The Climate Solver China Awards mark the first time the awards have also been organized outside the origin country: the Climate Solver (Sweden) initiative started in 2008, and this year’s four Chinese innovations join six Swedish innovations announced in November. India will join as the third organizing country in 2013.

“The purpose of the Climate Solver initiative has always been to inspire the world with opportunities for tackling climate change made possible by innovations developed by climate entrepreneurs,” said Magnus Emfel, Manager of Climate Innovations, WWF-Sweden. “With all these solutions at hand, the question is what’s stopping us from putting them to practice? Together with investors, corporations, and policymakers, we want to enable faster global deployment of technologies for energy efficiency and renewable energy. I’m very pleased, but not surprised, to see a multitude of climate innovations also from China and look forward to the day they become the tried and true in the marketplace.”

The 2012 Climate Solver China Award winners are:

Hydrodynamic Cooling Tower (Nanjing Xingfei Cooling Apparatus Co., Ltd.)

You’ve seen the huge cooling towers that dot China’s landscape marking a power station, chemical plant, or any other business that needs to transfer a large amount of waste heat to the atmosphere. Many of these towers require electric fans to aid in the cooling process, and the electric fans add to power bills, are an added danger for workers, and emit CO2 emissions with their power use. Xingfei’s Hydrodynamic Cooling Tower design is able to take full advantage of all the water already circulating in these massive cooling towers and use it to drive hydrodynamic fans, making electric fans unnecessary in the cooling process.

Thermal-Chemical Absorption Refrigeration System (Wuhan YunheDingyu Refrigeration Science & Technology Co., Ltd.)

In China, refrigeration, from air conditioning to freezing, is a major consumer of electricity and hence emitter of CO2 emissions. Beyond that, the commonly used refrigerants are greenhouse gases much worse than CO2. Yunhe’s Thermal-Chemical Absorption Refrigeration System replaces electricity as the power source with heat from diesel engine exhaust, industrial steam, or even solar energy. Further, it replaces greenhouse gases as the refrigerant with ammonia, and gets rid of electric compressors altogether. You can already find Yunhe technology in the air conditioners, ice makers, and freezers of some fishing boats.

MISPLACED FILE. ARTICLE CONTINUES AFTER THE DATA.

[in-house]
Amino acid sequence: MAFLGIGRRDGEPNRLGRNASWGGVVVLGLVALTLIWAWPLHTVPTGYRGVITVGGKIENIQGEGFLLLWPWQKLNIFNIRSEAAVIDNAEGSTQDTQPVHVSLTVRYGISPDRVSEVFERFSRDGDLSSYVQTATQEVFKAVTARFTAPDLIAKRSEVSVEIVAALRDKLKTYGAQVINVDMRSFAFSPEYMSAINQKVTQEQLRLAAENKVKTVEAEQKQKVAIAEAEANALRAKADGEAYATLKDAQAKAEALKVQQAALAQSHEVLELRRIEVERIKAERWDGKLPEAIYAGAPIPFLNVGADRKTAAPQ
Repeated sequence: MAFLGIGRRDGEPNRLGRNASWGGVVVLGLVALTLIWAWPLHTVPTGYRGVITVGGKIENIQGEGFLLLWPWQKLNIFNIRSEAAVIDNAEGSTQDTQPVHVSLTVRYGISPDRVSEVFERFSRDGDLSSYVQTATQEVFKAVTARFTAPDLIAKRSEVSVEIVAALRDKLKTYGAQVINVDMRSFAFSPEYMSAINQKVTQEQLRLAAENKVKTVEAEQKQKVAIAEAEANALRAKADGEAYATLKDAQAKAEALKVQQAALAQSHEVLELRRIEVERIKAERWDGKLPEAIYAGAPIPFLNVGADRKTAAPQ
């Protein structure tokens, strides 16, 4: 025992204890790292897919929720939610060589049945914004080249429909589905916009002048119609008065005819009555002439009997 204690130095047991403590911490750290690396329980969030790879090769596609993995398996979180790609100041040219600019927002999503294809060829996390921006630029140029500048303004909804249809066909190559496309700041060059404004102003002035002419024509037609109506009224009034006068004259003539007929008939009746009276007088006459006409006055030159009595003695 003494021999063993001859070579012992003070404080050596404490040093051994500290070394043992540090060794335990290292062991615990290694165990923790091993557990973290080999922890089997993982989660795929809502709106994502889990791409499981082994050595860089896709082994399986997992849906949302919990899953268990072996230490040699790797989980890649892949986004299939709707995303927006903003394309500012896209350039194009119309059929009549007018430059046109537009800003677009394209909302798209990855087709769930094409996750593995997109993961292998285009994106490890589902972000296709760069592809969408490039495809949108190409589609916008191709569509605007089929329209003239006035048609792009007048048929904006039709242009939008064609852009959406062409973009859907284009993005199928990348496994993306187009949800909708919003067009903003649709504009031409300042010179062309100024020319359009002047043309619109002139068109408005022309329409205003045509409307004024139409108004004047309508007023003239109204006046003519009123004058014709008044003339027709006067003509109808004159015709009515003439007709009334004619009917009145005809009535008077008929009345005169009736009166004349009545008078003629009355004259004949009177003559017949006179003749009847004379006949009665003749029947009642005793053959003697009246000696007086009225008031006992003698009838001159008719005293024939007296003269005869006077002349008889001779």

LHVG Safe and Clean Power Generation System (China City Environment Protection Engineering Co., Ltd.)

China has grown into the world’s largest steel producer. And all that steel making produces vast amounts of chemical gases containing vast amounts of heat, which represents not only great wastage of chemical and thermal energy, but also air pollution. CCEPC’s Low Heat Value Gas Safe and Clean Power Generation System can take these otherwise waste gases, combust them to create greater heat, and then drive a gas or steam turbine to produce power for the steelmaker.

Smart Self-Adaptive Storage Battery Charger (Universal Energy Electrical Co., Ltd.)

Many electric cars are a match for their fossil fuel counterparts in terms of comfort and performance. One of the main reasons they aren’t more prevalent is that compared with petrol stations, electric car battery chargers aren’t common and the entire charging process can be slow. Universal Energy’s Smart Self-Adaptive Storage Battery Charger improves charging energy efficiency from a conventional 60%-85% up to 97%, which helps make charging at least twice as fast as with traditional chargers. Further, the charger is only about 1/20 the weight of typical charging solutions with the same power output. Universal Energy’s chargers are currently used by the Chinese military, but with their high-performance characteristics, the company is hopeful they’ll receive strong interest from the private sector.